- Just as there are “good carbs” and “bad carbs,” there are good fats and bad fats.
- Mediterranean-style diets emphasize healthy fats and healthy carbs.
- Good fats are monounsaturated (found in olive oil, for example) and polyunsaturated (found in such foods as fish, canola oil, and walnuts).
- The Mediterranean diet advocated by Mollie Katzen and Harvard professor Walter Willett in Eat, Drink, & Weigh Less has a moderate amount of fat, but much of it comes from healthful monounsaturated fats and unsaturated omega-3 fats.
- It is high in carbohydrates, but most of the carbs come from unrefined, fiber-rich foods.
Just as there are good carbs and bad carbs, there are good fats and bad fats. Mediterranean-style diets emphasize healthy fats and healthy carbs. Saturated…
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- Only a couple of weeks into the trip I was in Dorset, and I decided to walk into the sea to get around a cliff.
- Iâd tied my boots to my backpack, but once I got to the other side I went to get my boots and one of them had fallen off into the sea.
- So I lost my shoes within the first couple of weeks of this walk around Great Britain, which was really embarrassing.
When I was about 15, I got quite socially anxious and all of a sudden started disliking myself and comparing myself to other people way more than I should. When I was in my early 20s I just started staying in, feeling incredibly sorry for myself.
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- Last year, Capt. Sean Ruddy and his team of operator-soldiers from the US Cyber Brigade entered a Locked Shields, a NATO-organized cyber-defense war game that pits teams from dozens of countries against “live-fire” attacks.
- The US and others play as “blue teams,” charged with not just securing the networks of a fictional country, but responding to attendant media and legal issues as well.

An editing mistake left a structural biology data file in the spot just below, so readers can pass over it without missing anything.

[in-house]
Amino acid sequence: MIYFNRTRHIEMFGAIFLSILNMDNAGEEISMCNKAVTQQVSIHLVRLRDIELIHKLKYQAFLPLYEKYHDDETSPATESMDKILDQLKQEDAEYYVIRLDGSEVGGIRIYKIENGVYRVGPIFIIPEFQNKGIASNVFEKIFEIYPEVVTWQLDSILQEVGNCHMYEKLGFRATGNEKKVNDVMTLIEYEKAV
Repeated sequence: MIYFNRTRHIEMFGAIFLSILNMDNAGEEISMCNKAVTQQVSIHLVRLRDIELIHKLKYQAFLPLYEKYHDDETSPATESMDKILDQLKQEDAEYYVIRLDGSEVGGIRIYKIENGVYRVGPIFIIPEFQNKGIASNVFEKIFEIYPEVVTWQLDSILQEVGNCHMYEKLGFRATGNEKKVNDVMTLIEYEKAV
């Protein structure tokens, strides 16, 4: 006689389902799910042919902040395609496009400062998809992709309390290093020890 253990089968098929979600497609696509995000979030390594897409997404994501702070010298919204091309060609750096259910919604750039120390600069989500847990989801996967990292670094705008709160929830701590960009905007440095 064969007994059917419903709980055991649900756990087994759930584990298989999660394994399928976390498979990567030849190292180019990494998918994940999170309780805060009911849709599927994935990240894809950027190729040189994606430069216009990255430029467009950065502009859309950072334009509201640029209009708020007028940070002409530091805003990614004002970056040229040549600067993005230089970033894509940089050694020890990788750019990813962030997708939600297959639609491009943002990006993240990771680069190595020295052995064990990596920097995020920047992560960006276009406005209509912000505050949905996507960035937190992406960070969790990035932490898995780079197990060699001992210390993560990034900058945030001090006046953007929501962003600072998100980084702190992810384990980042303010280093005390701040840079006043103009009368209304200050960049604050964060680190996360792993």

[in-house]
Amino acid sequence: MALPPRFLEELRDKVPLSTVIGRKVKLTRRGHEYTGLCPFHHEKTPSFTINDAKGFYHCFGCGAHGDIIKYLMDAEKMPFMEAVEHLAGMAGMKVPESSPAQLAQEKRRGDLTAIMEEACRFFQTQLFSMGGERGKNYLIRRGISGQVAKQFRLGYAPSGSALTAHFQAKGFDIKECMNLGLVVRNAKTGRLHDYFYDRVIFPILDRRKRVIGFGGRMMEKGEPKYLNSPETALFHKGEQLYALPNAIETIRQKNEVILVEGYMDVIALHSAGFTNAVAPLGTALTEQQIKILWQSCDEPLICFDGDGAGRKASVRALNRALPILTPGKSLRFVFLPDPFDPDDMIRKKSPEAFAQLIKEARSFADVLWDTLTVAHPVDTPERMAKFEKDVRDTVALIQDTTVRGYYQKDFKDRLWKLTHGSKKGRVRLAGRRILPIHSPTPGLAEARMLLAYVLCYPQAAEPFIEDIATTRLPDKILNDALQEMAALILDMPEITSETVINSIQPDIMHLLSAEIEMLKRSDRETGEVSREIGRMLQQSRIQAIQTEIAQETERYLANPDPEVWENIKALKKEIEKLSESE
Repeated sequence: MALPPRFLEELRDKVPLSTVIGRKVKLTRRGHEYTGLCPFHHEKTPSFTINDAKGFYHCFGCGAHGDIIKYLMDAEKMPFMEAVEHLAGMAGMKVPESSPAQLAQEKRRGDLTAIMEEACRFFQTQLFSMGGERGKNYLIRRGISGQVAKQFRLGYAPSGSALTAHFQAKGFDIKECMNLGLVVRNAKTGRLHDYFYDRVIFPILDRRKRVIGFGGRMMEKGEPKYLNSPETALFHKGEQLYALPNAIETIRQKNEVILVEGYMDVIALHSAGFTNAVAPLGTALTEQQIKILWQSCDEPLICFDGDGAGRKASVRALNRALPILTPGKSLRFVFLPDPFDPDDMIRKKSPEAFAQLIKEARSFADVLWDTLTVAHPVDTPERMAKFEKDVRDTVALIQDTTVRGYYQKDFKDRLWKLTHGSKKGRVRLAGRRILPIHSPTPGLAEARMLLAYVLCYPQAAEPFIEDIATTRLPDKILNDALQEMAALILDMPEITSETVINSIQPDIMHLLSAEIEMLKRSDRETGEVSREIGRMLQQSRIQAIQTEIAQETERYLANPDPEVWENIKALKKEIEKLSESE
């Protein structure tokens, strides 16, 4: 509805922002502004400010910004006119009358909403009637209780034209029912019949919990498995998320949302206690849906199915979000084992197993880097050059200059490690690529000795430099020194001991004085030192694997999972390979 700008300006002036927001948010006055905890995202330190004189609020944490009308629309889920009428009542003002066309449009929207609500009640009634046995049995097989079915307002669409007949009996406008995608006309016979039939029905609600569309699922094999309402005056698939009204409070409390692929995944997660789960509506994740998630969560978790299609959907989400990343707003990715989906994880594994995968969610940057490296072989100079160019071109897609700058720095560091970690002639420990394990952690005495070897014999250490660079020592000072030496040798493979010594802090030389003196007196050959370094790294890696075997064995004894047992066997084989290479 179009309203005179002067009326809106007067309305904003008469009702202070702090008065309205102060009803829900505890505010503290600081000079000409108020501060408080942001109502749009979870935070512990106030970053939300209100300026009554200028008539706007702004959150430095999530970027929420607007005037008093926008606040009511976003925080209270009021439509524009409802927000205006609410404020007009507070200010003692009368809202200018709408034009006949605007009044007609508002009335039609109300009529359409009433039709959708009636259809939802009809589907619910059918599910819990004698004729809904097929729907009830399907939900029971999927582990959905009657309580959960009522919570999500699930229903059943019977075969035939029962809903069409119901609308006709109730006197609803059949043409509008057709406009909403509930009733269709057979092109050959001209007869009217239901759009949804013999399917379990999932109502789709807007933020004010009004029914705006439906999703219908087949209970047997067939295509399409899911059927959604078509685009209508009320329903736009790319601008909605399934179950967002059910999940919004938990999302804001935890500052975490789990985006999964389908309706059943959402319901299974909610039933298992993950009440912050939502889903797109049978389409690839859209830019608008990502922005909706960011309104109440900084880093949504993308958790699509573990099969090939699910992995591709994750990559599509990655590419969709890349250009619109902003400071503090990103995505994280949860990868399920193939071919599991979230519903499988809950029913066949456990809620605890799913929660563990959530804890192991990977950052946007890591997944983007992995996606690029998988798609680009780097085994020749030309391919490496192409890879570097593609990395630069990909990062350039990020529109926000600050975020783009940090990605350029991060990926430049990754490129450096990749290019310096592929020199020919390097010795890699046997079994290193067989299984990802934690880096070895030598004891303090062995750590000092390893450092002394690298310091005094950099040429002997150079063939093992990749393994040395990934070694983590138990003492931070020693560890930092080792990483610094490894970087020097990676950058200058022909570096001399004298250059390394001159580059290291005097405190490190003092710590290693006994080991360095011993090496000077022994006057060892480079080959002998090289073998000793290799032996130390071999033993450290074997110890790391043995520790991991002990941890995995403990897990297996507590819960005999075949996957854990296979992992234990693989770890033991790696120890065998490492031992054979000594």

- That makes it a natural fit for the US Cyber Brigade, which defends infrastructure and “terrain” at US military bases: power plants, water treatment systems, air traffic control, and base fuel supplies.
- “This is simply NATO members getting together and testing each others’ defensive capabilities,” says Ruddy, who has placed US observers with Estonian and Latvian cyber squads as well.
- But despite the added competition and new challenges, the US blue team managed to improve on last year’s last place finish, moving up to 12th overall.
Last year, the US finished last in Locked Shields, NATO’s cyber war games. This year, it had its eye on redemption.
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The walk ended at St James’ Park in Newcastle
Two walkers have completed a 333-mile (536km) trek from Ipswich to Newcastle to raise money for the Sir Bobby Robson Foundation.Hike4Hopey was in memory of Lee Hope, who died last year aged 33 after a 13-week battle with bowel cancer.Only two of the original nine walkers completed the 12-day challenge, which ended at St James’ Park on Saturday.The group raised more than £17,000 for the foundation, which was set up in 2008 to help fund cancer research.The walk started at Sir Bobby’s statue at Portman Road, home of Ipswich Town and ended at his statue at Newcastle United’s ground.
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Lee Hope would have been proud of those doing the charity walk, said his brother